UWinnipeg prof’s book makes top 100 list
Dr. Shauna Labman’s book, Crossing Law’s Border: Canada’s Refugee Resettlement Program, has made The Hill Times list of 100 best non-fiction Canadian books in 2019. Labman is part of The University of Winnipeg’s Global College.
In her book, Labman explores how rights, responsibilities, and obligations intersect in the absence of a legal scheme for refugee resettlement from the Indochinese crisis of the 1970s to the Syrian crisis of the 2010s. She asks: How does law influence the voluntary act of resettlement, and how does resettlement affect asylum policy? She reveals that the core concept of refugee protection, non-refoulement, which prevents countries from turning away asylum seekers, can be compromised by resettlement, both by the resettlement selection process and the influence of resettlement practices on in-country asylum.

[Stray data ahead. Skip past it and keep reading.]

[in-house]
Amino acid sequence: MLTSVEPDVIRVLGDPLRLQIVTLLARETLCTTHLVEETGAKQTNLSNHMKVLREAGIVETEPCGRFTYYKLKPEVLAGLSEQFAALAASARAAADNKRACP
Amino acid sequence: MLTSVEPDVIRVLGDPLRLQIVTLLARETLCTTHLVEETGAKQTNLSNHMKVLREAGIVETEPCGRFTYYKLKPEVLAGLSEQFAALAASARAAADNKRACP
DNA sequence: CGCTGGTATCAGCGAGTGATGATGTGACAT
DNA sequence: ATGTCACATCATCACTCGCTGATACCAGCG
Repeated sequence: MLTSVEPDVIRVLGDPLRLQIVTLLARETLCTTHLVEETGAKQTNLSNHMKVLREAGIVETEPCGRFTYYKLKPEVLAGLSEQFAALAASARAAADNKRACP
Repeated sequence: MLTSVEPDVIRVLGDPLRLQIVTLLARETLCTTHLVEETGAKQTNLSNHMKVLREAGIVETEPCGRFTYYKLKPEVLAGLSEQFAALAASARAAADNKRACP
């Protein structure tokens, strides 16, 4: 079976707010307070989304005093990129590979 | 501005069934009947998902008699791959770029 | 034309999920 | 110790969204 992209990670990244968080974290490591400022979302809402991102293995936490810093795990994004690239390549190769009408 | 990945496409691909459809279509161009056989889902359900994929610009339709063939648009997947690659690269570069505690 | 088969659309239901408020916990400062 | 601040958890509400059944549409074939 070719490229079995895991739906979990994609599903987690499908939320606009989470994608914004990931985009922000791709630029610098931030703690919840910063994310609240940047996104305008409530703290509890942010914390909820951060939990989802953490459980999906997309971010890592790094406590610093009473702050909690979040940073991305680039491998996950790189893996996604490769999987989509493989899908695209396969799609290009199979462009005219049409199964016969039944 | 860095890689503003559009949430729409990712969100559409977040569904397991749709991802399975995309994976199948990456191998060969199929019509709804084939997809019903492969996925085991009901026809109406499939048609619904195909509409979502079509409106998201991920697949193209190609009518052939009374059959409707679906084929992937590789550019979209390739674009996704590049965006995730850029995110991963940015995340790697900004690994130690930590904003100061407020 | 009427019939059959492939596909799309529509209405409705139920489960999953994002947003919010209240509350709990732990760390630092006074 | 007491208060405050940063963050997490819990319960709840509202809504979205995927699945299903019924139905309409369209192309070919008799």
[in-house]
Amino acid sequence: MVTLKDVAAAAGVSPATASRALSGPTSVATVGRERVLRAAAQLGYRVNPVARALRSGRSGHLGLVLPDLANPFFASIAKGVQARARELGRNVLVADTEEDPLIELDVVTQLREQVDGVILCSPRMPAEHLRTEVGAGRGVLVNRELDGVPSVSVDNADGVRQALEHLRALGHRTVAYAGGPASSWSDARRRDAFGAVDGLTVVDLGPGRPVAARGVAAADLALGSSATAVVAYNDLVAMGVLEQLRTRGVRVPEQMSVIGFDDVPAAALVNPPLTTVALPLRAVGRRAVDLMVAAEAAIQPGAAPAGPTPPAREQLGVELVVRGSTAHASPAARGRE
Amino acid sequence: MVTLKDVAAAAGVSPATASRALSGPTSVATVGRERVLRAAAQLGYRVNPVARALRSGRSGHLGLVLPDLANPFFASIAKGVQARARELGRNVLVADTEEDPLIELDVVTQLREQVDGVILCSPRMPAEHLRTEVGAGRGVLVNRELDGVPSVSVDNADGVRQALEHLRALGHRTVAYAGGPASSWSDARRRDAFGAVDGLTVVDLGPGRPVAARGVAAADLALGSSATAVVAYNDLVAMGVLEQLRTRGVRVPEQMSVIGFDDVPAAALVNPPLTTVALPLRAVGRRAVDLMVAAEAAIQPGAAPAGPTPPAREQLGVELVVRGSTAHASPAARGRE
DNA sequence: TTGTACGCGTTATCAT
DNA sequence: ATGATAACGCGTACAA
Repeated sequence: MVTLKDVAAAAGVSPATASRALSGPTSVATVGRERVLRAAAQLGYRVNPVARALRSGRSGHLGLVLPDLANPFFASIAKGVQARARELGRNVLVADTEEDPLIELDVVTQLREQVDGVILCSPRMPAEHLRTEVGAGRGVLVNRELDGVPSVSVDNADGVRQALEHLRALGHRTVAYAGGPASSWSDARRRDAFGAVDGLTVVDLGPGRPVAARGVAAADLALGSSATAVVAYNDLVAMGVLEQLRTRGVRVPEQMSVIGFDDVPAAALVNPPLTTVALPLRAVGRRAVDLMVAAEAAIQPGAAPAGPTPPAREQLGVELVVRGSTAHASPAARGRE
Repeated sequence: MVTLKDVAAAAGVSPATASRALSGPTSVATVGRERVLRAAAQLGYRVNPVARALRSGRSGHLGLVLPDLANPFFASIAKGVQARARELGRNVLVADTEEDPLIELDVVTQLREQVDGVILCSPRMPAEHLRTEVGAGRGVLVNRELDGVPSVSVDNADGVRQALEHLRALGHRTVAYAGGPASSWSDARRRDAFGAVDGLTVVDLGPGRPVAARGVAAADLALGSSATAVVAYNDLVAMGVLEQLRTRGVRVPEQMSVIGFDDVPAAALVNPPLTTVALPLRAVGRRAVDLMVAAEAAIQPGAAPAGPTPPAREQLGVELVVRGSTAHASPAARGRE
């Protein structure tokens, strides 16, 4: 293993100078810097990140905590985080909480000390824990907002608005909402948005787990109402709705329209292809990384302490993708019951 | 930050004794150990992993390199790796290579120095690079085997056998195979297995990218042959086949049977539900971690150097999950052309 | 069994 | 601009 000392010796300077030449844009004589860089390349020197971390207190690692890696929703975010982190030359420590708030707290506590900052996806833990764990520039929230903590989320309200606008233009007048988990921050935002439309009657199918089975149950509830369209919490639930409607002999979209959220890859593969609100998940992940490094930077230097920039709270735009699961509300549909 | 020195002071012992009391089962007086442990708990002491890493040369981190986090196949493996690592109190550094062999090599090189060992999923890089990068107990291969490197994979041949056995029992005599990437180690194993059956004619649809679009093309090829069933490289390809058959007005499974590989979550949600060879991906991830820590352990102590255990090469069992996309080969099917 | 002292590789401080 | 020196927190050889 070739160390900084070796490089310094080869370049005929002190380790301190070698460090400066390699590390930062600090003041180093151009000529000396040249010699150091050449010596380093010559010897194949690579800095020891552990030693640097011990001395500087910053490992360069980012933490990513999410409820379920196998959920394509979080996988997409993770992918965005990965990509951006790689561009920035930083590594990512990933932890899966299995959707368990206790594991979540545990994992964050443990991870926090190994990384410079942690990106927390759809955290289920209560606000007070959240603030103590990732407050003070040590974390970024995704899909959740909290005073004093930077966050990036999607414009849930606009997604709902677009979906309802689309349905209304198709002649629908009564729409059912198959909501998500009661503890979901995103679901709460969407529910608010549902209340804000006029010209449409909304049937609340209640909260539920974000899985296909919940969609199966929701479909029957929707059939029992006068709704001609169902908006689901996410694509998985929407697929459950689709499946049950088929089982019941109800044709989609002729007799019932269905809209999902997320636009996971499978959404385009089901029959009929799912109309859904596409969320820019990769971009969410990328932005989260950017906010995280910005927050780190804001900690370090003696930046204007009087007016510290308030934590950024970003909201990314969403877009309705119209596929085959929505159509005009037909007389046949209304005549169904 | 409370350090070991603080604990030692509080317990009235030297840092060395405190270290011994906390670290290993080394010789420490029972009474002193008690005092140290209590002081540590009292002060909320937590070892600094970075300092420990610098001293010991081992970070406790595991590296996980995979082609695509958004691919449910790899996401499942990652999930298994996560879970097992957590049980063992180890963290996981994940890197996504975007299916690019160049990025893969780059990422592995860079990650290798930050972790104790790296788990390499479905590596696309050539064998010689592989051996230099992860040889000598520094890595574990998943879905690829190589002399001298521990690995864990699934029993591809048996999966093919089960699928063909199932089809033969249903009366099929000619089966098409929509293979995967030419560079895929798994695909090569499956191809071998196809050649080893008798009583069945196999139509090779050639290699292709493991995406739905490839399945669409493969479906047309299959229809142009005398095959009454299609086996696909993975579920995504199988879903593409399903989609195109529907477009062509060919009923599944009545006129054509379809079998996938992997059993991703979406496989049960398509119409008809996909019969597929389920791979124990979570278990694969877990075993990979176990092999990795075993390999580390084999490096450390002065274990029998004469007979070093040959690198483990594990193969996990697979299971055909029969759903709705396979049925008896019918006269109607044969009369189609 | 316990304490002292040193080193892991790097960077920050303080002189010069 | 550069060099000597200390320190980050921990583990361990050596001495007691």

The book’s official launch is on Thursday, January 16, 2020 at 7:00 pm, McNally Robinson Booksellers, Grant Park in the Atrium.
Labman is a legal scholar who writes and speaks extensively on refugee law, resettlement, and private refugee sponsorship within a broader context of human rights and public international law. She focuses on the layered influences of law on public policy and government positioning.
Prior to joining Global College, Labman taught in the Faculty of Law at the University of Manitoba. She has previously worked for the United Nations High Commissioner for Refugees in New Delhi, the Canadian Embassy in Beijing, the Law Commission of Canada in Ottawa, the Workers Compensation Board of BC, and the Nunavut Court of Justice in Iqaluit. She articled as a law clerk at Canada’s Federal Court of Appeal. In 2016, she was named one of CBC Manitoba’s “Future 40” for her work with educational, advocacy, and settlement groups.